Did Apple (NASDAQ:AAPL) and AT&T (NYSE:T) put consumers in danger by conspiring to hide an iPhone 4 and iPhone 4S power button defect? Not according to U.S. District Judge Gary Allen Feess, who recently dismissed the claims against the two companies, reports GigaOM.
Judge Feess threw out a RICO (Racketeer Influenced and Corrupt Organizations Act) class action suit against Apple and AT&T this week that was brought by two iPhone owners. In the lawsuit, Ross Missaghi and Charles Thompson alleged that the two companies formed a conspiracy to conceal problems with a defective power button on the iPhone 4 and iPhone 4S models.
According to papers filed with the court, the plaintiffs alleged that the conspiracy was “part of a scheme to sell additional [Apple] cellular phones in the period following the manifestation of the defect, and before the expiration of the individuals’ cell phone carrier contracts.” However, the judge dismissed the RICO claim against Apple, noting that, “The claims against Apple cannot be said to be intimately founded in and intertwined with the underlying contract.”
Besides charging Apple and AT&T with a criminal conspiracy, the plaintiffs also claimed that Apple’s failure to disclose the power button defect created two significant “safety hazards” for consumers. According to the plaintiffs, one of the safety hazards was the inability to properly shut the phone down on an airplane.
They asserted that this could cause “potential interference with ‘communications, navigation, flight control, and electronic equipment’ in the airplane.” The other safety hazard was the general “non-functionality” of the iPhones with the faulty power buttons.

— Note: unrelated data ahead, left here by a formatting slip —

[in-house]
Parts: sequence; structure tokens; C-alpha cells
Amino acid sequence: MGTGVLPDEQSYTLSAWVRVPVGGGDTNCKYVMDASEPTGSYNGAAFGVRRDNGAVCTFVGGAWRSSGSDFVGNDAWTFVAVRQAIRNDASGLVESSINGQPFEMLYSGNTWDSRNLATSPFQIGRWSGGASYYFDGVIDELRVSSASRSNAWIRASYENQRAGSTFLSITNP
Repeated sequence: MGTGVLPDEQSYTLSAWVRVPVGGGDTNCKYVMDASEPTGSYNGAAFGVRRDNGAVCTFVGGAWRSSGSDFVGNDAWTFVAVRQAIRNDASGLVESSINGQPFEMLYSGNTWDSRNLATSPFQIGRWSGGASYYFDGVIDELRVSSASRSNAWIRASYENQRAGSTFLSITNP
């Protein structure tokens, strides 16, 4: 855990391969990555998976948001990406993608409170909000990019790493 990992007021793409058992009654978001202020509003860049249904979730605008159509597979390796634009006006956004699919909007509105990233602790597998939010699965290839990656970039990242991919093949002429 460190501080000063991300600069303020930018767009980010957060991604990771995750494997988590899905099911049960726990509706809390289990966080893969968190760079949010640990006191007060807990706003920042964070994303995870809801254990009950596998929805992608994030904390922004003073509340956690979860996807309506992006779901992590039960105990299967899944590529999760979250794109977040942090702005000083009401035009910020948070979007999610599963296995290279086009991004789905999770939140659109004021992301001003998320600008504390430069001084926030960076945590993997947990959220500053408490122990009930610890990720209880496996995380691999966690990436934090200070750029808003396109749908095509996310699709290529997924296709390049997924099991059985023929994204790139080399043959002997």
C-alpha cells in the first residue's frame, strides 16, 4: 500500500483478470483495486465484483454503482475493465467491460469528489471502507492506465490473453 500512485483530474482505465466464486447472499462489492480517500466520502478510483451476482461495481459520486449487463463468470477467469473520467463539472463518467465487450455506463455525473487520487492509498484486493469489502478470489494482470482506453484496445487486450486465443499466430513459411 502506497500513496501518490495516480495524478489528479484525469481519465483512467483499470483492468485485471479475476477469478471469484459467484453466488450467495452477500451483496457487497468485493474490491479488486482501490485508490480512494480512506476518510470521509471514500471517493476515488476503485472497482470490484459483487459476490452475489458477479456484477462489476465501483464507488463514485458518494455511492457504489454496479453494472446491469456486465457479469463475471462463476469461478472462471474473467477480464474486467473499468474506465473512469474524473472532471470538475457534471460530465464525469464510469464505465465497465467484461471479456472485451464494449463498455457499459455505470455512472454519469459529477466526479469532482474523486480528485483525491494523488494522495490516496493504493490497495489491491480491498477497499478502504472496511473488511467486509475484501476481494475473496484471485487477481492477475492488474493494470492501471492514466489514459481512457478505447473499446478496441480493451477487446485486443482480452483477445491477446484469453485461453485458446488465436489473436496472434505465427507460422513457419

The iPhones with the defective power buttons would occasionally have to be rebooted and the only way to do this would be for the user to let the battery completely drain. During this period, the phone is essentially “non-functional,” which could prevent a user from “contacting 911 Emergency Services in the event of a medical or other emergency.”
Not surprisingly, the judge characterized the “safety hazard” scenarios as “so remote and speculative as to fail as safety hazards as a matter of law.” The judge noted that the lack of a safety hazard meant the plaintiffs had no basis to their claims.
Regardless, the judge also took the time to point out that there was no evidence that Apple conspired to do anything illegal with AT&T and instead had what appeared to be “a garden variety, run-of-the-mill business relationship.”
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